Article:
"I'm having a pretty good year," said McNeil, whose wife, parents, and siblings flew in from Santa Barbara, Calif., to watch his debut at Citi Field. "I was swinging the bat well. I was putting together good at-bats. I knew if I did that, I would eventually get a call."
The issue with McNeil is his defense. A natural second baseman, McNeil is blocked at that position by Asdrubal Cabrera, at least until the Mets find a trade partner for the veteran. Instead, McNeil figures to play third base with the Mets -- a position he manned early in his Minor League career, but only recently began revisiting. Manager Mickey Callaway said that McNeil could bounce around the infield, and even the outfield, in Flushing.
"We feel comfortable with him at multiple positions now," Callaway said. "That was kind of a goal of the last couple of weeks, was to kind of hone on a couple more positions, to give us more options." (DiComo - mlb.com - 7/24/18)
Clustered in a rack on one end of the Mets' dugout, different players' bats are typically identifiable only by the numbers stuck to their knobs and the names on the barrels. But one group of bats, belonging to Jeff McNeil, stands out.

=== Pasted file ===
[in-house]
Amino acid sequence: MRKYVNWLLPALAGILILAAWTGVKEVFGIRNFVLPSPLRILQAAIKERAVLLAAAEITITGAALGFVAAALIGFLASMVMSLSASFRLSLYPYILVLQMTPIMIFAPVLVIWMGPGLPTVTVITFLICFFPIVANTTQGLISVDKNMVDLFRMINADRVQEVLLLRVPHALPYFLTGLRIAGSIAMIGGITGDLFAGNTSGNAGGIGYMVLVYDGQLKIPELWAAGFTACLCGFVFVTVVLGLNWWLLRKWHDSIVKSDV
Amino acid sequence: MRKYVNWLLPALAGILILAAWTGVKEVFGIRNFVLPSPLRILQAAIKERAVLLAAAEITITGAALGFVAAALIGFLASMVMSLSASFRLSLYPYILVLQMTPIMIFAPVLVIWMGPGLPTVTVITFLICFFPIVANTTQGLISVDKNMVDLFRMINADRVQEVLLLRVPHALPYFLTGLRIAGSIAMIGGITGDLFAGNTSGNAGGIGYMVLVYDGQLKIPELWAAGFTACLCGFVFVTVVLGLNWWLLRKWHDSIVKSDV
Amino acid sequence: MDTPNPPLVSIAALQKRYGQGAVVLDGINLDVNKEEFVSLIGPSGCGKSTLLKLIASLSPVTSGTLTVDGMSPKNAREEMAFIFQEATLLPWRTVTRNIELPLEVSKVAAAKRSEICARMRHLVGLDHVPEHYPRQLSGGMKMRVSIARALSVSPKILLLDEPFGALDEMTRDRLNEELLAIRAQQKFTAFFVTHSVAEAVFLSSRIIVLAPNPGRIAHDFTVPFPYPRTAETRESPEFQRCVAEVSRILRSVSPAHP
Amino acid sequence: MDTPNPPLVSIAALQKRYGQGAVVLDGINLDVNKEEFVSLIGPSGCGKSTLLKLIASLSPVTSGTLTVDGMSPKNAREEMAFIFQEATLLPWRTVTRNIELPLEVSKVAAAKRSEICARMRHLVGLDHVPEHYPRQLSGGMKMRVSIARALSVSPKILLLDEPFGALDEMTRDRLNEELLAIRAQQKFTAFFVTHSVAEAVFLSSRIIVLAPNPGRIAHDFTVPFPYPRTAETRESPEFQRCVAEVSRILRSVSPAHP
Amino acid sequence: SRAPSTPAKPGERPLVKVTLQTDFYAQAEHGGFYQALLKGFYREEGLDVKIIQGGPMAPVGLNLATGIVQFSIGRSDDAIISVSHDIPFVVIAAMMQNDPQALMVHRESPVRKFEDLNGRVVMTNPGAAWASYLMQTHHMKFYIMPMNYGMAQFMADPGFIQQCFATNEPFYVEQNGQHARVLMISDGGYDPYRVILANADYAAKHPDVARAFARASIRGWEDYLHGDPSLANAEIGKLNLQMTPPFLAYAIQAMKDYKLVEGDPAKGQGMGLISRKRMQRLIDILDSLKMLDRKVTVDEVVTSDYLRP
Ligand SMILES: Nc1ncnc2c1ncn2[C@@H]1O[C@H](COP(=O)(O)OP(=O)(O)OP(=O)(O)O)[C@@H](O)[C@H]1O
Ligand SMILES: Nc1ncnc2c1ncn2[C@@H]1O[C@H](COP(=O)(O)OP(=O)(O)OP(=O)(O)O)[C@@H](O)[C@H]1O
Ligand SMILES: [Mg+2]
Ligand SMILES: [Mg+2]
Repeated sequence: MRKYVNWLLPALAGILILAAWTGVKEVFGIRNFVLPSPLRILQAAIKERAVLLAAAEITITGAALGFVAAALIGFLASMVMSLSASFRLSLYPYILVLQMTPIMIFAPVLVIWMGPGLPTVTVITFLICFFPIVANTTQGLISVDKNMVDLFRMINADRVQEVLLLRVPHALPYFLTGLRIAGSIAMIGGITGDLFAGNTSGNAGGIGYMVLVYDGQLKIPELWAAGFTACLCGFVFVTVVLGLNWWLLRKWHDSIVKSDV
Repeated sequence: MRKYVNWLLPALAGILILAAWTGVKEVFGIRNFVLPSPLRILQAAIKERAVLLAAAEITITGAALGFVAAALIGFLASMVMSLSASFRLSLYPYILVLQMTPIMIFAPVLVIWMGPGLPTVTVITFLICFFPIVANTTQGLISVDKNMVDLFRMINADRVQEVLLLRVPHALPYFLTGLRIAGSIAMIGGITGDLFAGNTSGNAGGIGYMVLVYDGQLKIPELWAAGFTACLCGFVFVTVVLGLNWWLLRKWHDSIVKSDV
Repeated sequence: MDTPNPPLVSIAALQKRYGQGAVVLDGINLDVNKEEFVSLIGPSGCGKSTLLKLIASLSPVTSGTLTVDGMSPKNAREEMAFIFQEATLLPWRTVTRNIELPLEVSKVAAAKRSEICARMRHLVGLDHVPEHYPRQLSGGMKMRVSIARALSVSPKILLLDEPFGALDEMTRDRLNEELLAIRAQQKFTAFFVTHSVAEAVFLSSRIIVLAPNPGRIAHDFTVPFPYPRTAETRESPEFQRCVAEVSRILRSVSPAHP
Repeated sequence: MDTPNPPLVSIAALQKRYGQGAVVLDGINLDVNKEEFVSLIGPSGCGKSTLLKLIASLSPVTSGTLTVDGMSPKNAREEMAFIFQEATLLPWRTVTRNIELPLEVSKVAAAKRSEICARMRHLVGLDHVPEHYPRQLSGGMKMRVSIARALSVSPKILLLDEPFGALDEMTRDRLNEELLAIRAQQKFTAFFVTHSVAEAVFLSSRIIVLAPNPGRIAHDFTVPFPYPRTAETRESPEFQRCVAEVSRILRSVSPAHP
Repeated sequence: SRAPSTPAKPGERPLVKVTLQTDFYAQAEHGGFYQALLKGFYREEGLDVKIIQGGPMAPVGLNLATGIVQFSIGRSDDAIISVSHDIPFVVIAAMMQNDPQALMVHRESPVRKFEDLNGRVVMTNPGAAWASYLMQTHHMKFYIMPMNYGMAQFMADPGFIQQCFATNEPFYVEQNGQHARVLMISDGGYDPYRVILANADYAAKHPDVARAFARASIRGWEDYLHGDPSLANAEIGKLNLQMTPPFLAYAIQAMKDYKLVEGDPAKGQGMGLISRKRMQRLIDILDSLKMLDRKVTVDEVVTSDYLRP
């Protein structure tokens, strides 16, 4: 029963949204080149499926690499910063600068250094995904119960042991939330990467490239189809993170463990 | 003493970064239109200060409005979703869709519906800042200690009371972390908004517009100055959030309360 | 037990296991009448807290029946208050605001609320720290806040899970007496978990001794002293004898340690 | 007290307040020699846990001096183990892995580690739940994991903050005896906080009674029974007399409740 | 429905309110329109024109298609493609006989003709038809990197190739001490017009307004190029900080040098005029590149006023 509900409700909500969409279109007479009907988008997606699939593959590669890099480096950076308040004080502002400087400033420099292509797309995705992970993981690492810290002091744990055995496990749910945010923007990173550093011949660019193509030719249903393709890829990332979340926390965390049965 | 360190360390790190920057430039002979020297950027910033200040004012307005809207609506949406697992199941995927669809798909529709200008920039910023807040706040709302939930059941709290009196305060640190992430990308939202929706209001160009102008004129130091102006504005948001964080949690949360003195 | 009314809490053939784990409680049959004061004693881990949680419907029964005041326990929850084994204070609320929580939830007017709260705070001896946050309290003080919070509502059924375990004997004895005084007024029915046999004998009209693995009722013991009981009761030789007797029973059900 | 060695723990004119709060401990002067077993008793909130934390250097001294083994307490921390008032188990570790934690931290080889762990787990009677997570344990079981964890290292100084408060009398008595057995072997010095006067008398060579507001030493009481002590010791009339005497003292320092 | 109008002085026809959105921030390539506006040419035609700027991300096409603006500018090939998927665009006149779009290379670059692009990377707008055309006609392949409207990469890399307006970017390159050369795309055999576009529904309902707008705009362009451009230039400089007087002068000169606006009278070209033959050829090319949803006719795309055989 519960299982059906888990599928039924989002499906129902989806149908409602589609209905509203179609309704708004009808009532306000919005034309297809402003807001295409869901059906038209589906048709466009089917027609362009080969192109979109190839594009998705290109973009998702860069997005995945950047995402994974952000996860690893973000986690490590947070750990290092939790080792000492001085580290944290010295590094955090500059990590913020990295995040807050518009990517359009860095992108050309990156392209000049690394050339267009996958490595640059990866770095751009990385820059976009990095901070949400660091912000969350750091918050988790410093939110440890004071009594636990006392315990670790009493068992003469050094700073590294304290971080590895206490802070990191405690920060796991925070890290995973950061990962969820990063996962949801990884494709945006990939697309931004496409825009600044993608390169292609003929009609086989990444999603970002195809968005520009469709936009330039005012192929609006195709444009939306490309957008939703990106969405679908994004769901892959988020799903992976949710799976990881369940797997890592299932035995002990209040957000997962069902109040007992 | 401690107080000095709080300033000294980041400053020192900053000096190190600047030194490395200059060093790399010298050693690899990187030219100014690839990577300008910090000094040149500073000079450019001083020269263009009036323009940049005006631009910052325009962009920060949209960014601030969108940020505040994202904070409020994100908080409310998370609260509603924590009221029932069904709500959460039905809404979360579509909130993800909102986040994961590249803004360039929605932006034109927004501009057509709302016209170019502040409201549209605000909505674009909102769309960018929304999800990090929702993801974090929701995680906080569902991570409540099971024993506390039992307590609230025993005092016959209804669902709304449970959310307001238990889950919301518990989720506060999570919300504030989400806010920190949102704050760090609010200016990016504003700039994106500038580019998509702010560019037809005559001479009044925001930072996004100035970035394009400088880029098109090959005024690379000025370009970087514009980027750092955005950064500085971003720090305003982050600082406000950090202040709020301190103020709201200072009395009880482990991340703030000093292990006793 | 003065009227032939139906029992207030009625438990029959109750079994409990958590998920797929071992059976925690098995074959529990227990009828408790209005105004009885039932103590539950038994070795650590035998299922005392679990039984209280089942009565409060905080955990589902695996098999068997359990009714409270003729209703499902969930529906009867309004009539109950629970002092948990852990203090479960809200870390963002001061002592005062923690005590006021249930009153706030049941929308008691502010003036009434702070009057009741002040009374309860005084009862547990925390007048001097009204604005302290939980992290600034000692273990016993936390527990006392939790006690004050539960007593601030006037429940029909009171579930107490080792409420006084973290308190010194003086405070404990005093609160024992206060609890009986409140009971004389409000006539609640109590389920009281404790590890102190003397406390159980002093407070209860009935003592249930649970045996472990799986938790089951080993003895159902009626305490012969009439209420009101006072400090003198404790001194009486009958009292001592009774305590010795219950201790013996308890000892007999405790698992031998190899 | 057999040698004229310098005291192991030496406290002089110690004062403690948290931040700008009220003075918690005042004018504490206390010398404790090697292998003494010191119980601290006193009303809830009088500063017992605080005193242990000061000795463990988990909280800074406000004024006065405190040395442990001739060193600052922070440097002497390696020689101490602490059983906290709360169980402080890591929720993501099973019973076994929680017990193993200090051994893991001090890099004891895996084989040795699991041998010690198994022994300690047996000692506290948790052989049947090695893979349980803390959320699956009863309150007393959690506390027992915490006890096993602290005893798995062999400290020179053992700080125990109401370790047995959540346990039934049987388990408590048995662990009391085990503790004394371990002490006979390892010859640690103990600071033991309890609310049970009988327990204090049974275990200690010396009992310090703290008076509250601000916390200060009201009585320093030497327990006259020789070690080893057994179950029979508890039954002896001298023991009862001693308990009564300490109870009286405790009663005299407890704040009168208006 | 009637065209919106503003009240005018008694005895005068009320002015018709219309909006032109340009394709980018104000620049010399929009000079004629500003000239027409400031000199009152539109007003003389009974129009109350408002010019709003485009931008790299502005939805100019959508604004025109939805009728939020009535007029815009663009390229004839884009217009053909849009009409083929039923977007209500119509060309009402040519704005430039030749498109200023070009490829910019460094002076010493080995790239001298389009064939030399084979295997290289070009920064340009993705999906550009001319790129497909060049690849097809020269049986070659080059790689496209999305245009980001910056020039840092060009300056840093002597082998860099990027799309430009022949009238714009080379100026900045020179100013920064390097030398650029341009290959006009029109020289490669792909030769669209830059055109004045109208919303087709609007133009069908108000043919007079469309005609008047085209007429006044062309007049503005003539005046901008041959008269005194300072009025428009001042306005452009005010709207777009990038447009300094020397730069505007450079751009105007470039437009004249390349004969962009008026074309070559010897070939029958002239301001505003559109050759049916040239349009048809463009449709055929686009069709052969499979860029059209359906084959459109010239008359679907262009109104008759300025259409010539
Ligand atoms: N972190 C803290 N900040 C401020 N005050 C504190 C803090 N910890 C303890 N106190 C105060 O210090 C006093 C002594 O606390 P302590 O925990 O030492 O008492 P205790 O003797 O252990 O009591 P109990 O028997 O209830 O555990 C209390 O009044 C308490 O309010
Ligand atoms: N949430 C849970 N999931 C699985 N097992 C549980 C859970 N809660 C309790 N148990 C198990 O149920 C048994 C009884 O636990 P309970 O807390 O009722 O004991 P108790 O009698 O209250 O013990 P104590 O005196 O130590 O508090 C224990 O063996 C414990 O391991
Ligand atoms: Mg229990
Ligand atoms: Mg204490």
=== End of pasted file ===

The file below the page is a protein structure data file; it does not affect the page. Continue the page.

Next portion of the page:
Unlike nearly every other player in Major League Baseball, McNeil uses a bat with no knob. Instead of mushrooming out near the bottom, McNeil's lumber widens gradually toward the end. Although his bats are of average size—34 inches, 32 ounces—McNeil says the unorthodox weight distribution gives him more control.
"It just feels lighter because it's so balanced," McNeil said. "The weight's throughout the bat. It's not all in the barrel."McNeil initially began using the model in 2016, when Mets Minor League hitting coordinator Lamar Johnson handed them out to a group of Minor Leaguers. Instantly, McNeil liked the feel of his, hitting a home run in one of his first at-bats with it. He used it exclusively from that point forward. (Anthony DiComo - MLB.com - Aug. 4, 2018)
2018 season : McNeil was never a top prospect, and when he arrived in the big leagues, he first drew attention for his unusual knobless bat. But since he took over at second base following the Asdrubal Cabrera trade, he's been a revelation at the plate, commanding attention for his outstanding contact ability and all-around hitting prowess. McNeil hasn't slowed down, either,
Jeff came up to the Mets on July 24, 2018, and immediately began doing what he has done since he started in Rookie level in 2013. McNeil hit. In this home run time in baseball, he has sprayed line drives all over the field and by the end of the season he had hit .329 for the Mets. It should have surprised no one. He had hit .329 all the way back in Kingsport. He had hit .300 pretty much everywhere. He is the best hitter for average in baseball right now that nobody talks very much about, at least outside New York.